Winter 2007 • Vol. XXIX No. 1 Fiction |

The Bends

Ringing the doorbell at my own house is taking me a while to get used to. That Larson, my former bartender, comes to the door doesn't help. His looking more disoriented than me is small consolation. Still, I make the best. "Eugene," I say. "How's the family?" "Oh, Christ, Jim," he says. "Would you stop with the Eugene?" "Right," I tell him. But we both know I probably won't. Maggie married him eleven months after she divorced me. The split I had coming, since I spent more waking hours at Larson's Tap Room than I did with her in recent years. The pairing, though, is not to my liking. But it's not a real big town and, given all I can't remember, I probably don't deserve much consideration. "Hi, Dad. 'Bye Gene." Wiley steps out into the snow and keeps moving past me toward my pickup. She moves with a lot of intent for fifteen. It's admirable and a little disturbing. If I possessed half her drive, I probably wouldn't be living in a furnished apartment on the other sid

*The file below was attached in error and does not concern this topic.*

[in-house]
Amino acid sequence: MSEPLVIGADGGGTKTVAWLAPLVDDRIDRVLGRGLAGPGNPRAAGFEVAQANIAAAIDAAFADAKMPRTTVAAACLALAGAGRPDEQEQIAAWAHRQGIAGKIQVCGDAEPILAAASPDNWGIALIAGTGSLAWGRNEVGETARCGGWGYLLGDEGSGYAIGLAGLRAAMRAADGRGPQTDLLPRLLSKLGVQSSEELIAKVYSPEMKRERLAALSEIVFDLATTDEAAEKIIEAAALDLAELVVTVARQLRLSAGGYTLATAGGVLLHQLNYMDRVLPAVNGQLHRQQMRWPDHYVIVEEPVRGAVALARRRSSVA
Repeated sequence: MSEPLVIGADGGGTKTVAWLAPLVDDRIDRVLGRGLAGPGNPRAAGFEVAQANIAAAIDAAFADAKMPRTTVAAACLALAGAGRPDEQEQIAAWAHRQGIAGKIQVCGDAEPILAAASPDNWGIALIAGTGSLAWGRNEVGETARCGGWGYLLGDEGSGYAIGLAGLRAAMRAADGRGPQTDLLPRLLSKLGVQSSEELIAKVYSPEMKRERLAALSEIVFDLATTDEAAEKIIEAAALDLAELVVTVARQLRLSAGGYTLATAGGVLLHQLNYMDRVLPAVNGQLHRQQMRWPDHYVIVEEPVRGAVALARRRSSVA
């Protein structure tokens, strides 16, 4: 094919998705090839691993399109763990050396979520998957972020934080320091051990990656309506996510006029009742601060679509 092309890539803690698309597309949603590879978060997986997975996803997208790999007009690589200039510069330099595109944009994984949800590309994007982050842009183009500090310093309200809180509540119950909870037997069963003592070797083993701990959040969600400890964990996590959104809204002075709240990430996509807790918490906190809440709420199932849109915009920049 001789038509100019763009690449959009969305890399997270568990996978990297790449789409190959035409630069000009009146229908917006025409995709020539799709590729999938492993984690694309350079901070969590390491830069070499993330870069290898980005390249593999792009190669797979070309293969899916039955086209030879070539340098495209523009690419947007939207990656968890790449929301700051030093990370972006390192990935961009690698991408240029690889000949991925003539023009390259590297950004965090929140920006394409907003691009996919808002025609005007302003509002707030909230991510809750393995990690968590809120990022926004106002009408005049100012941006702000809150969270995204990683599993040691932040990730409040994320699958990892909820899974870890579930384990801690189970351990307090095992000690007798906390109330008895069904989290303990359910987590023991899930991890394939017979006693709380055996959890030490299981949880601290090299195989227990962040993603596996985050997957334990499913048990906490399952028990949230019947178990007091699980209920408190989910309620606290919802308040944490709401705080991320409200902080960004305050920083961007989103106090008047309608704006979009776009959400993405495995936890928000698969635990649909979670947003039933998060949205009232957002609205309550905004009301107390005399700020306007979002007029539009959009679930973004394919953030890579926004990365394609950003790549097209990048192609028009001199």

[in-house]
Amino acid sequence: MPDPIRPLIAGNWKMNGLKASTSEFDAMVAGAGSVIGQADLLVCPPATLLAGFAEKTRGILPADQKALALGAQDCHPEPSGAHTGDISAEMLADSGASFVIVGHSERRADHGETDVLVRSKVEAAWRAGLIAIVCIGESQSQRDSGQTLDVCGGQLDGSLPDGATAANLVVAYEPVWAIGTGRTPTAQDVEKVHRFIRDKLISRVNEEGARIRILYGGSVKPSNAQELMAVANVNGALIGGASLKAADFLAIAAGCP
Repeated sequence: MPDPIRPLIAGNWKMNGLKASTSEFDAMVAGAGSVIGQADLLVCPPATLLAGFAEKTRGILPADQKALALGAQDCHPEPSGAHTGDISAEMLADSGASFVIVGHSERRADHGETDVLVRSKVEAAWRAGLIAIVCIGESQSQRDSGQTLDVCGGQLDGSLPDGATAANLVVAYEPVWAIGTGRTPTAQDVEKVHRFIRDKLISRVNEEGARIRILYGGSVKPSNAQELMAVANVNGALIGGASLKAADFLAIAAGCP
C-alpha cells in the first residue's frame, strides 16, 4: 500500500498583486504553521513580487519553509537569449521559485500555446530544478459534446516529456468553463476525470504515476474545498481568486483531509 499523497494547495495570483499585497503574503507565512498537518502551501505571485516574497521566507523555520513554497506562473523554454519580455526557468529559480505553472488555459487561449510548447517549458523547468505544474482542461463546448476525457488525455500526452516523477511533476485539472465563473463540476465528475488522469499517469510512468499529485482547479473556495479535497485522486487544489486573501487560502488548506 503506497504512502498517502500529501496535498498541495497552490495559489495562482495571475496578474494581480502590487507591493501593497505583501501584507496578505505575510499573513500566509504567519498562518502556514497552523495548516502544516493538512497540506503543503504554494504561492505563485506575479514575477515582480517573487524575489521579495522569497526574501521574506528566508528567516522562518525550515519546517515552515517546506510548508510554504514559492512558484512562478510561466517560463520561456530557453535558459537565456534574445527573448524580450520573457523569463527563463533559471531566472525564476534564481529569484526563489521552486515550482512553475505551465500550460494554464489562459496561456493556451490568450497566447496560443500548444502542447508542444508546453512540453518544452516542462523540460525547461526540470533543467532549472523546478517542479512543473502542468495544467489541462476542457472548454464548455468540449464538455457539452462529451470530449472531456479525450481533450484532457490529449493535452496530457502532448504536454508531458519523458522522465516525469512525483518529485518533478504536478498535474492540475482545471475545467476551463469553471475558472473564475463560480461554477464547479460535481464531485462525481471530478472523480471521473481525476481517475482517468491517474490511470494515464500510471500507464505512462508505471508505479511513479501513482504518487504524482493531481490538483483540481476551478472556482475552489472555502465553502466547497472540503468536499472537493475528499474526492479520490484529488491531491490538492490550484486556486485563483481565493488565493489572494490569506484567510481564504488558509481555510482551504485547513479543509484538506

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Ringing the doorbell at my own house is taking me a while to get used to. That Larson, my former bartender, comes to the door doesn't help. His looking more […]

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